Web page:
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Employer Found Not Liable For Racial Harassment
In a February 9, 2017 Decision (Glenda Cable v. FCA US LLC, case number 16-2283), the United States Court of Appeals for the Seventh Circuit located in Chicago (“the Court”) found that Fiat Chrysler Automobiles (“Fiat”) was not liable for racial harassment.
THERE WAS RACIAL HOSTILITY IN THE WORKPLACE: What makes this case particularly interesting from a legal perspective is that there was indeed some truly terrible behavior in the workplace which caused the black plaintiff, Glenda Cable, to sue Fiat. Glenda Cable’s team leader hung a black voodoo doll from his belt and refused to remove the offensive doll which she asked him to. There were also racially hostile drawings and etchings in the Fiat workplace.
No one disagreed on the facts of this case, but there was disagreement about the legal responsibilities of Fiat. The Court found that Fiat took all reasonable steps to remedy the incidents as they arose. Fiat was not negligent in discovering or remedying the harassment.
EMPLOYER TOOK IMMEDIATE STEPS: This case was not one where there was a negligent supervisor or a supervisor who participated in or ignored the harassment. Rather, when Fiat management learned of these complaints, they took immediate steps to remove these racially hostile elements from the workplace.
For example, with regard to the voodoo doll, Fiat did not act negligently in responding to the employee’s display of a voodoo doll. Rather, Fiat promptly demanded he never bring it to work again. As the Court approvingly noted in its decision “thereby promptly stopping this conduct from recurring.”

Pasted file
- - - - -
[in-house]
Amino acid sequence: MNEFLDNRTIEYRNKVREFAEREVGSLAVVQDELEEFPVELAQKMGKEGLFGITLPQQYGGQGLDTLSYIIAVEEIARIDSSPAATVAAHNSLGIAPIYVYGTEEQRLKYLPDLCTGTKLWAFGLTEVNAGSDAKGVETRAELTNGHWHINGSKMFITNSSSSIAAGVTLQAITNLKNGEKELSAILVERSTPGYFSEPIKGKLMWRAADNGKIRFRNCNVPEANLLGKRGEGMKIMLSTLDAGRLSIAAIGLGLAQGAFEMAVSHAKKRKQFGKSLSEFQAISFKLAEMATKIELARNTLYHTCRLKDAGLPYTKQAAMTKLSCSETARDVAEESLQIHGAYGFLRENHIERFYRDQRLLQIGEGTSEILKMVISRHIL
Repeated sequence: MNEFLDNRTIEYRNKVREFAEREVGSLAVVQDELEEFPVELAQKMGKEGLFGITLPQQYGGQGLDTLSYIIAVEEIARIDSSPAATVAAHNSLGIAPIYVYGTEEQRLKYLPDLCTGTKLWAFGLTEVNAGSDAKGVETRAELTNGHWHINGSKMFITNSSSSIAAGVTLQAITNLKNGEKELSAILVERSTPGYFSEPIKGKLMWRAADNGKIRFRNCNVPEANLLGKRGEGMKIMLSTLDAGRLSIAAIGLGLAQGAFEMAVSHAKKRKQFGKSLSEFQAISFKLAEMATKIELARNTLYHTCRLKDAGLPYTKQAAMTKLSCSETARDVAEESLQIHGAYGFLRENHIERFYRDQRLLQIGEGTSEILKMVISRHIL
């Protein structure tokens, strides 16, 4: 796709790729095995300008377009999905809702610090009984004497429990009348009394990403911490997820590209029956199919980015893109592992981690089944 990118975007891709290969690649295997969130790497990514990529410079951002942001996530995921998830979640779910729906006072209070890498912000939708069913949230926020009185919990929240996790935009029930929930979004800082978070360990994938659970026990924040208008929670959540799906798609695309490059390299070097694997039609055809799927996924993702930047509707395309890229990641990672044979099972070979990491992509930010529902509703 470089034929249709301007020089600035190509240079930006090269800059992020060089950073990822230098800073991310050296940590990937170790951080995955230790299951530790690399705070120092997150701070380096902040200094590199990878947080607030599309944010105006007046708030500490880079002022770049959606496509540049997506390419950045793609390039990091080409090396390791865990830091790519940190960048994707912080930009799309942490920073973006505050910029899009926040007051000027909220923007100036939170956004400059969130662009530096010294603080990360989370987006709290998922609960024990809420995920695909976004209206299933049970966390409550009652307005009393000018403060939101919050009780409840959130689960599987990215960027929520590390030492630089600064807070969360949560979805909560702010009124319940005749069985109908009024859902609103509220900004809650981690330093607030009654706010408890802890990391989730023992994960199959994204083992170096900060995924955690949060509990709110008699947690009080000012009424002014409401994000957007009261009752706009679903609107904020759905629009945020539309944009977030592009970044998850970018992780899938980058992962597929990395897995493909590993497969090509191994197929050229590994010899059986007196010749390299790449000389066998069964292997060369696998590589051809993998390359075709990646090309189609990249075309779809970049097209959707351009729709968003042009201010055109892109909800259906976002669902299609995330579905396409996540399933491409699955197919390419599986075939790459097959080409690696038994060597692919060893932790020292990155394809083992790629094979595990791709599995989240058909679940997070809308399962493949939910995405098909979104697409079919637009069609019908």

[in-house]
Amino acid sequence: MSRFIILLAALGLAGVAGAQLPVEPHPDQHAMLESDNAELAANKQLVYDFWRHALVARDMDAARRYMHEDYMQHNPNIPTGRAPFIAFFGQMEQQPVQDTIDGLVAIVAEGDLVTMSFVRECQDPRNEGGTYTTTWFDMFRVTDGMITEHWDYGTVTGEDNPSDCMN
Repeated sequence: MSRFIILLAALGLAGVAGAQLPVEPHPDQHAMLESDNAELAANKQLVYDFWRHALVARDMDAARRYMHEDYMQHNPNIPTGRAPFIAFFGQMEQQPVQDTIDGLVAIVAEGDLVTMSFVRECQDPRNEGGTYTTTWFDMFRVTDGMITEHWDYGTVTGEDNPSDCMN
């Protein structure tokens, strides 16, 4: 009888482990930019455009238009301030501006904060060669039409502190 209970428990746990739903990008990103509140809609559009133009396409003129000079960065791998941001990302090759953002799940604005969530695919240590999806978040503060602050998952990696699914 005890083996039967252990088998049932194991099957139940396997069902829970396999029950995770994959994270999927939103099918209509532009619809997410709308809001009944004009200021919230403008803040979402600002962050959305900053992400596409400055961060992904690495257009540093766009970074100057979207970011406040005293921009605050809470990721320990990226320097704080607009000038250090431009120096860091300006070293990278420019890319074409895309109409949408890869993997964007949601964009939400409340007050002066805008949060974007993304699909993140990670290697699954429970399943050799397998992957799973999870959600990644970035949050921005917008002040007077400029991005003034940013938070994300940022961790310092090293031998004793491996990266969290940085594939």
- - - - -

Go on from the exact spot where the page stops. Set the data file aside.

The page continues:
While acknowledging that there was racial hostility in the workplace, the Court noted that Glenda Cable lacked a legal basis to “hold Fiat liable for the racial harassment that she experienced.”
REMEDY THE HARASSMENT IMMEDIATELY: The biggest lesson from this very recent case is that companies upon receiving complaints about harassment in the workplace should take immediate steps to uncover and remedy all behaviors and situations complained of. Companies must act fast in removing any discriminatory cartoons, etchings, graffiti, etc. The most dangerous thing a company can do upon discovering discriminatory situations in the workplace is to drag its feet or stick its head in the sand.
TRAIN SUPERVISORS: This case of course also underscores the crucial need for companies to thoroughly train their supervisors (because any complaints of harassment or discrimination must be quickly forwarded from the supervisor to the responsible Human Resources or management person in the company).
For assistance with training managers and supervisors about how to identify and deal with harassment, contact Attorney Nancy E. Joerg who can be reached at Wessels Sherman’s St. Charles, Illinois office: 630-377-1554 or email her at firstname.lastname@example.org.
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